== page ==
So now obesity is a disease, huh? As I first wrote last July (“Obesity isn’t a disease, but it still sucks”), I can’t say I agree.
Yes, my declaration carries substantially less weight than the American Medical Association’s, because, you know, they’re the big market movers in the disease business. But that’s how it strikes me.
If there ever was a sober voice in this world’s considerable madness around weight loss, it’s the National Weight Control Registry. Based in Rhode Island, it tracks more than 10,000 people who’ve been keeping an average of 70 pounds off for more than 6 years, and its purpose is to learn what helps these people keep it off.
I'm not exactly sure why, but I feel it's part of my portfolio at least to acknowledge yesterday's story that New Jersey Gov. Chris Christie had "secret" lap-band surgery. This is what I got:
If you've visited here before, you may have read this recent post in which I reacted to a Ragen Chastain post the deployed some of the same illogic that Big Food uses to undercut its foes.
When I saw the tweet a few mornings ago that Taco Bell would offer healthier fare, I RT’ed in a knee-jerk way, celebrating it and even claiming it as progress against the flood of food-like substances.
In a window-dressing sort of way, it was progress. Taco Bell puts sugar in its meat and is the contemptible promoter of “fourth meal,” so even if they're only flapping their gums about healthy food, it acknowledges that not everyone wants to eat total crap.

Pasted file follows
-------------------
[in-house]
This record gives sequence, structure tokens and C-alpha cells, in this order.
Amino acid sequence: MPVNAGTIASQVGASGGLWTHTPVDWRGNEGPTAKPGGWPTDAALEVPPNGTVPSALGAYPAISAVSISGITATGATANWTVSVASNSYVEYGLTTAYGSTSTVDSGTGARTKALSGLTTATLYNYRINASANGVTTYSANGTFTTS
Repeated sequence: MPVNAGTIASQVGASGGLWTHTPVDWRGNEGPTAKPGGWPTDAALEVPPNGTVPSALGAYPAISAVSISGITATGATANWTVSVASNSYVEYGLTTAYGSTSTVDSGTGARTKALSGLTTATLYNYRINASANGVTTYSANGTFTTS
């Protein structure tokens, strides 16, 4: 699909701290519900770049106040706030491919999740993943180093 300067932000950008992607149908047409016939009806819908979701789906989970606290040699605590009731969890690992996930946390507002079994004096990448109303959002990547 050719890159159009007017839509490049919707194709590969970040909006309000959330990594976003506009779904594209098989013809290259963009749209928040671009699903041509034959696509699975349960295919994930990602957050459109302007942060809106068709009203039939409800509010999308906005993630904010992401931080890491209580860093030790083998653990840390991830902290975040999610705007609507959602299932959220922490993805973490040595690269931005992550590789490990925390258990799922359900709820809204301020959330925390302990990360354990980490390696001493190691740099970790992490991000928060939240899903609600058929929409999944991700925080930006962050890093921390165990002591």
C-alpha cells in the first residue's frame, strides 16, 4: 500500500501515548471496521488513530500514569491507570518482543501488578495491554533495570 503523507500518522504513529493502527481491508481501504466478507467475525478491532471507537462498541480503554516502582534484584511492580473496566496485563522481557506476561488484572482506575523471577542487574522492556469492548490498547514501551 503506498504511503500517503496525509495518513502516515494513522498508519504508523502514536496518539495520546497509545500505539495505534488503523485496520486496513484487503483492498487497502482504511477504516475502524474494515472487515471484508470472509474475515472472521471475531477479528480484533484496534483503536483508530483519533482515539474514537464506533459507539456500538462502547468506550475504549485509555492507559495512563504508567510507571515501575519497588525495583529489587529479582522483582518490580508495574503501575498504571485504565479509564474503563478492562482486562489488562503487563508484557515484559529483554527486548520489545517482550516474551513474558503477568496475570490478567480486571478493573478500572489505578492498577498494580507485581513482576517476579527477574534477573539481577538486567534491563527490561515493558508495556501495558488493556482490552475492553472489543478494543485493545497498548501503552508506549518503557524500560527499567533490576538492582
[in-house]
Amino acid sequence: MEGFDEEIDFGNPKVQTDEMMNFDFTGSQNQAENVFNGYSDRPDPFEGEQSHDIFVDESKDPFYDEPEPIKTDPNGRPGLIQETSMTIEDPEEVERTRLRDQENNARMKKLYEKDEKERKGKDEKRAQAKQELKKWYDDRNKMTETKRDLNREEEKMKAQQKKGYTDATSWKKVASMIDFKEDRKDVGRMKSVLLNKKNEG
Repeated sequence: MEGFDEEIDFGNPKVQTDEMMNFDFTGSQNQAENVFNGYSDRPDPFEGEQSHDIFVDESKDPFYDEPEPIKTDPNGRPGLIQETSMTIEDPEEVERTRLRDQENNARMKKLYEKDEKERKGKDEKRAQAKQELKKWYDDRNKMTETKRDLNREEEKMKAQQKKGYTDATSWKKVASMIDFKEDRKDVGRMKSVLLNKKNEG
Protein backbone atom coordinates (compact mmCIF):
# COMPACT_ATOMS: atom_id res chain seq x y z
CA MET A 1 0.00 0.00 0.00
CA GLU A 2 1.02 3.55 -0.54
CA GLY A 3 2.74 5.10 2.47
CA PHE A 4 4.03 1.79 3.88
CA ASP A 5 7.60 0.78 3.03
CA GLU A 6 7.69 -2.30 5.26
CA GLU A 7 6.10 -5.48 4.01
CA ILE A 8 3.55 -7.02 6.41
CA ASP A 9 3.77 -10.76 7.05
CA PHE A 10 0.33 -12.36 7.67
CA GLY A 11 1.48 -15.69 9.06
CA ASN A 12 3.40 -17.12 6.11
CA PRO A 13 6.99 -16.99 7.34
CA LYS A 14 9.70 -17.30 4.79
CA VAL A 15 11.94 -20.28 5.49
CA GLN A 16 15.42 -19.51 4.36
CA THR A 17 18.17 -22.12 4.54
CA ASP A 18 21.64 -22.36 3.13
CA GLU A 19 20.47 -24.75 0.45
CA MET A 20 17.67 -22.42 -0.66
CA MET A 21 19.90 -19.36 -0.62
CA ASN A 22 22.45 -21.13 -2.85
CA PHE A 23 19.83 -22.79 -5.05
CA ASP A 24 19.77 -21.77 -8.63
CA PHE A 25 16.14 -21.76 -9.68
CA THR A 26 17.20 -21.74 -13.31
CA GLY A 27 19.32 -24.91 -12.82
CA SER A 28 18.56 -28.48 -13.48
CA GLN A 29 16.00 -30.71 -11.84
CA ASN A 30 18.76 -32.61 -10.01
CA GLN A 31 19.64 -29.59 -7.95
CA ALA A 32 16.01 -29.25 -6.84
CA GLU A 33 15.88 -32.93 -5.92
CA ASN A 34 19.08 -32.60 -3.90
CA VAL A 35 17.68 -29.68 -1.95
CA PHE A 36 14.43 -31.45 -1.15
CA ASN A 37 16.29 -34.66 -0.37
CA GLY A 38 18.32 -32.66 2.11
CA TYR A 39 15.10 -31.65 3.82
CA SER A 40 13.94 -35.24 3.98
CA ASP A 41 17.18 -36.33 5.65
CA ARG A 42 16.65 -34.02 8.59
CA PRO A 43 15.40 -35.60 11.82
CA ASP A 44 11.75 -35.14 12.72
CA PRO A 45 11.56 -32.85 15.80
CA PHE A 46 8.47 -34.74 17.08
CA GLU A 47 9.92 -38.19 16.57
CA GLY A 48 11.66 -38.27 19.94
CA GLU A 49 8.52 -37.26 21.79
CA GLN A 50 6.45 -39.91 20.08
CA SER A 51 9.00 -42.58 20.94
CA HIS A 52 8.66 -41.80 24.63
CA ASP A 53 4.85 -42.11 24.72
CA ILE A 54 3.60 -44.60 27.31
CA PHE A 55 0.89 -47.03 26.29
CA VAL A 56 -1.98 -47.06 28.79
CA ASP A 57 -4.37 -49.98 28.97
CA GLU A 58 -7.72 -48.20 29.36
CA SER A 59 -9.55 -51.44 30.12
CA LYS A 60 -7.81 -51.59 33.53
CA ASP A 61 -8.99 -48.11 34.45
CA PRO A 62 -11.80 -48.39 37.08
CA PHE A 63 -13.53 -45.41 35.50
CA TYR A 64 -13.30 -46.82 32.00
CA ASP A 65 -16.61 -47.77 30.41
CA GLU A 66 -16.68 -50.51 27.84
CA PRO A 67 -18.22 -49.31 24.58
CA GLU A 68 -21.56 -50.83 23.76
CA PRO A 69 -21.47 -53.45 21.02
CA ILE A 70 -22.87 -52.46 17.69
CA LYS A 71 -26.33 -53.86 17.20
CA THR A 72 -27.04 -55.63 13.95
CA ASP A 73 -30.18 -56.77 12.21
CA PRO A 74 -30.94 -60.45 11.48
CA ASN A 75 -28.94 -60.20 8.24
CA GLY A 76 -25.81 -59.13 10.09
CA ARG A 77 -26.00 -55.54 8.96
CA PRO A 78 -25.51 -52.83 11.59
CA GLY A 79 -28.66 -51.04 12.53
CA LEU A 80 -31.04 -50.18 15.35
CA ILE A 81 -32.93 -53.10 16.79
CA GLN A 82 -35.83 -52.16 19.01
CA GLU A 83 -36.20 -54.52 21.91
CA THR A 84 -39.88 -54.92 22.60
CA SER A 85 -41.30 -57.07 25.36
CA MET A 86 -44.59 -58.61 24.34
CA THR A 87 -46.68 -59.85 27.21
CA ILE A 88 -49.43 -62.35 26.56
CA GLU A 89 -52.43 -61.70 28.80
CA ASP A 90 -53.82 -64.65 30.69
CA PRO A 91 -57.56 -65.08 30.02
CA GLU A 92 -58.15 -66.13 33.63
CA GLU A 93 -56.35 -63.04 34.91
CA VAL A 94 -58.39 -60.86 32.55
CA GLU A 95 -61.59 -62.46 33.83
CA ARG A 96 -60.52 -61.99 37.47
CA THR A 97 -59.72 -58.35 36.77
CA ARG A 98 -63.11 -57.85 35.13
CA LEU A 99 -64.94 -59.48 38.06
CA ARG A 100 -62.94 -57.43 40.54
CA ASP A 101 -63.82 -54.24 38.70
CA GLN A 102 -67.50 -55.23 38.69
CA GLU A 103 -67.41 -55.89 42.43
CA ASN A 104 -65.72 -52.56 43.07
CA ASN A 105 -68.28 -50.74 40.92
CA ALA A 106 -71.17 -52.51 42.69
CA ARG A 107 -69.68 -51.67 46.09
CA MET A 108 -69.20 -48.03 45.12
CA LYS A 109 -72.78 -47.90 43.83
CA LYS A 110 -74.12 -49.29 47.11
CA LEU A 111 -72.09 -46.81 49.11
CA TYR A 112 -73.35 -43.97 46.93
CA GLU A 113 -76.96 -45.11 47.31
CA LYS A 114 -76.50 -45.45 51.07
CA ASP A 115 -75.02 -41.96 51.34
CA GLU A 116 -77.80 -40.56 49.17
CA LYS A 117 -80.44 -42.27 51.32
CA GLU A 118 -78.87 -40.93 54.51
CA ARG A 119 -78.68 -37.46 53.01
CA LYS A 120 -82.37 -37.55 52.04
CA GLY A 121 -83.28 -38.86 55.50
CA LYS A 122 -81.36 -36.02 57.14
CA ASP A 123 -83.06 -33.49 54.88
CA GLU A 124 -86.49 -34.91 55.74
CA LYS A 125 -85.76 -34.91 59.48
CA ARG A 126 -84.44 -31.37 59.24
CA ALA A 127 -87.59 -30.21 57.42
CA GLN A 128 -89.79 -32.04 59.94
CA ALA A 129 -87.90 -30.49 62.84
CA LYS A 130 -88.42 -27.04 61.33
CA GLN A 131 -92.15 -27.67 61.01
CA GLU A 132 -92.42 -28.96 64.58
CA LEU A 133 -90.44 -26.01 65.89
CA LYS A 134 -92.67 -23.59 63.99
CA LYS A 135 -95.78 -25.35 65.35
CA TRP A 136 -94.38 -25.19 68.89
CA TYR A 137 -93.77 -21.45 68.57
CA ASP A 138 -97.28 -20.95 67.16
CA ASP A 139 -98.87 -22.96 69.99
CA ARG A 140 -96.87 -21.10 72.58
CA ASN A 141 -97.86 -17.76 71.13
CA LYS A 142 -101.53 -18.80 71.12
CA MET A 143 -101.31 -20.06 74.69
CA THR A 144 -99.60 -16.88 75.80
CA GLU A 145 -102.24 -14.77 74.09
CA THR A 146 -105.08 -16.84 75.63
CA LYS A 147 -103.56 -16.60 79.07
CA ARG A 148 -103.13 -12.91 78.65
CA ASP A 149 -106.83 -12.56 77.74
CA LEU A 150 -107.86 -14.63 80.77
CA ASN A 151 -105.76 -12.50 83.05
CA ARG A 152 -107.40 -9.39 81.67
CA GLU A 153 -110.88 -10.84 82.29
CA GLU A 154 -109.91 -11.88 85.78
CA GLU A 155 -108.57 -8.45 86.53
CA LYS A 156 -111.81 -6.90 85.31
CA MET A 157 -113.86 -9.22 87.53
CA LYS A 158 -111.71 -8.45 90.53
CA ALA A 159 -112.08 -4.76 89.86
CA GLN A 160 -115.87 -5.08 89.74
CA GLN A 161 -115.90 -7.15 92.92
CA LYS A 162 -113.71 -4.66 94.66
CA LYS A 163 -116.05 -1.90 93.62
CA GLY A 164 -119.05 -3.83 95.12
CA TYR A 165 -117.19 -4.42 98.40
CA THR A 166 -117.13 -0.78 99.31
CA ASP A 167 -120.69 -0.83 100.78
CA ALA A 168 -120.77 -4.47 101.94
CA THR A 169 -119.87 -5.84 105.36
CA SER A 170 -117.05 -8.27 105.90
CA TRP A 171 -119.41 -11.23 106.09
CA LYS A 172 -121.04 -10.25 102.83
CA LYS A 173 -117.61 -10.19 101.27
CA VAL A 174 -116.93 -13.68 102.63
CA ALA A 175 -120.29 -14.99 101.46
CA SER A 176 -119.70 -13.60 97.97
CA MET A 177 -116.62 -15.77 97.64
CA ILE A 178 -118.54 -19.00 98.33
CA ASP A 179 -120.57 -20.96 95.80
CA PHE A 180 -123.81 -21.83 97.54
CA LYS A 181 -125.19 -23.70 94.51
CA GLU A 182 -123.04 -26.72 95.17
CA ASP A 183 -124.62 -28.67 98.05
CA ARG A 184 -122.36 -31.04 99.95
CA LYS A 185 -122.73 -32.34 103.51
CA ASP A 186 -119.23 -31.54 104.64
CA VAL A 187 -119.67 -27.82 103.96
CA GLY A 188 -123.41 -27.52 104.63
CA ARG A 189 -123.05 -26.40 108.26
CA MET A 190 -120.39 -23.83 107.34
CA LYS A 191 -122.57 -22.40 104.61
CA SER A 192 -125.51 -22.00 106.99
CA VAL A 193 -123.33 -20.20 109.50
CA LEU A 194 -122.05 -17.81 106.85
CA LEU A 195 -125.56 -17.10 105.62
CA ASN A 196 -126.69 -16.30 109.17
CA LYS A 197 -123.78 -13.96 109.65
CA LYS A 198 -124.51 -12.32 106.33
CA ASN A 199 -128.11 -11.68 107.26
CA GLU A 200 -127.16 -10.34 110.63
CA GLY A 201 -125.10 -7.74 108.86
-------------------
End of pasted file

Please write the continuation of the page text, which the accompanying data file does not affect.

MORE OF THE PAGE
I used to skewer the brazen flaks at the "Center for Consumer Freedom" a lot more than I do now — or perhaps I just think that's true because of all the times I feel moved to expose their flabby logic, and then allow my cooler self to prevail. How many times can I link to an organ I want to disappear before I realize I'm making them more visible?
Friday, I argued against soda-tax proposals because I don’t see how proponents could win a high-enough tax to affect consumer behavior, which should be their only justification. And while weaker versions that were doomed to failure were being tried, industry would use them as justification to not try other measures.
Sorry, but I just don’t believe in them. Not penny-per-ounce soda taxes, not front-of-nutrition labeling, not vague industry pledges to make their food healthier ... at some specified time far enough into the future that everyone will have forgotten.
There’s a saying at the poker table that “cards speak.” Doesn’t matter what anyone thought was there; only the facts matter. I recalled the aphorism while reacting to this tiny tempest on HuffPost Women: